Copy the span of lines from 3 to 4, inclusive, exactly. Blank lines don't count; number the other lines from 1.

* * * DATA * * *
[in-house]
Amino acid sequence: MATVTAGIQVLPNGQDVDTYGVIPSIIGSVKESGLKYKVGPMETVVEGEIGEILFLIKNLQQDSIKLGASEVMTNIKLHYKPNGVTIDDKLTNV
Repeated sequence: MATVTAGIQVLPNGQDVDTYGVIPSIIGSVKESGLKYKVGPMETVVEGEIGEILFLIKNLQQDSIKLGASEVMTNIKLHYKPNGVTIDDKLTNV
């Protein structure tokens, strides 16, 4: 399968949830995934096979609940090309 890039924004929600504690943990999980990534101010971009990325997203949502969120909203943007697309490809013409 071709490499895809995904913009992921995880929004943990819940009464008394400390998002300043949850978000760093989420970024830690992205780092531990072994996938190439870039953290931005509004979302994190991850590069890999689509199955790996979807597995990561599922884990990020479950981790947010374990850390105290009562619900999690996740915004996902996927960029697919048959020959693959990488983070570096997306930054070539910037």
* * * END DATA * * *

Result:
Repeated sequence: MATVTAGIQVLPNGQDVDTYGVIPSIIGSVKESGLKYKVGPMETVVEGEIGEILFLIKNLQQDSIKLGASEVMTNIKLHYKPNGVTIDDKLTNV
């Protein structure tokens, strides 16, 4: 399968949830995934096979609940090309 890039924004929600504690943990999980990534101010971009990325997203949502969120909203943007697309490809013409 071709490499895809995904913009992921995880929004943990819940009464008394400390998002300043949850978000760093989420970024830690992205780092531990072994996938190439870039953290931005509004979302994190991850590069890999689509199955790996979807597995990561599922884990990020479950981790947010374990850390105290009562619900999690996740915004996902996927960029697919048959020959693959990488983070570096997306930054070539910037």